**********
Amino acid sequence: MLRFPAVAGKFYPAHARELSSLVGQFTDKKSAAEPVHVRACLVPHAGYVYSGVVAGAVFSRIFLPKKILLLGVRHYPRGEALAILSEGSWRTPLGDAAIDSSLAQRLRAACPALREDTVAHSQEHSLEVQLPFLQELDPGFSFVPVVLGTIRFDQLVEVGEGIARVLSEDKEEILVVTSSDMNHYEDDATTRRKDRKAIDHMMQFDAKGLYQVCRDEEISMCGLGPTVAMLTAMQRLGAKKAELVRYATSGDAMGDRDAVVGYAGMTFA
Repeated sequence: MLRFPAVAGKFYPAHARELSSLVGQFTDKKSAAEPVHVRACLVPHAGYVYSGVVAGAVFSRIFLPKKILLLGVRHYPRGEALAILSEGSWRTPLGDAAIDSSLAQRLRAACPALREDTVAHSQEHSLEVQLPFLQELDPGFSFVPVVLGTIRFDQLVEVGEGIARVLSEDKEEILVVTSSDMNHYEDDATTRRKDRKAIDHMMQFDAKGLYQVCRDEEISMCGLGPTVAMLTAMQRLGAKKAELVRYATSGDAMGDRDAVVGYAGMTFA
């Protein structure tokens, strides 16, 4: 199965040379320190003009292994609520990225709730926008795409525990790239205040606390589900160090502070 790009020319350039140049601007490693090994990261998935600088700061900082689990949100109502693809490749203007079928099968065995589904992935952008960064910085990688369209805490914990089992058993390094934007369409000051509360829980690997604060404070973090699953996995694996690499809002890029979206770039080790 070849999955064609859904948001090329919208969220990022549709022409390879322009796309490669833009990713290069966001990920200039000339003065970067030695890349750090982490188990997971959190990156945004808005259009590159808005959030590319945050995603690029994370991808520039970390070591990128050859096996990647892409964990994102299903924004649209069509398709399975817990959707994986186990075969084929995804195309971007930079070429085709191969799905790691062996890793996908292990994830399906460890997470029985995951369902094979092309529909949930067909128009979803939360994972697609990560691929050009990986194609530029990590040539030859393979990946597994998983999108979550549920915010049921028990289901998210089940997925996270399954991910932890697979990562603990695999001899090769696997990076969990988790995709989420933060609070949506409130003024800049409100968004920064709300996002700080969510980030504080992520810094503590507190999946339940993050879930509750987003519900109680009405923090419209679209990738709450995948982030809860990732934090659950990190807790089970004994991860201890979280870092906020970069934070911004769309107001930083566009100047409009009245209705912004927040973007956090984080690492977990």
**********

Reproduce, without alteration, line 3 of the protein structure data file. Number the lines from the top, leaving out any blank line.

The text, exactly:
């Protein structure tokens, strides 16, 4: 199965040379320190003009292994609520990225709730926008795409525990790239205040606390589900160090502070 790009020319350039140049601007490693090994990261998935600088700061900082689990949100109502693809490749203007079928099968065995589904992935952008960064910085990688369209805490914990089992058993390094934007369409000051509360829980690997604060404070973090699953996995694996690499809002890029979206770039080790 070849999955064609859904948001090329919208969220990022549709022409390879322009796309490669833009990713290069966001990920200039000339003065970067030695890349750090982490188990997971959190990156945004808005259009590159808005959030590319945050995603690029994370991808520039970390070591990128050859096996990647892409964990994102299903924004649209069509398709399975817990959707994986186990075969084929995804195309971007930079070429085709191969799905790691062996890793996908292990994830399906460890997470029985995951369902094979092309529909949930067909128009979803939360994972697609990560691929050009990986194609530029990590040539030859393979990946597994998983999108979550549920915010049921028990289901998210089940997925996270399954991910932890697979990562603990695999001899090769696997990076969990988790995709989420933060609070949506409130003024800049409100968004920064709300996002700080969510980030504080992520810094503590507190999946339940993050879930509750987003519900109680009405923090419209679209990738709450995948982030809860990732934090659950990190807790089970004994991860201890979280870092906020970069934070911004769309107001930083566009100047409009009245209705912004927040973007956090984080690492977990």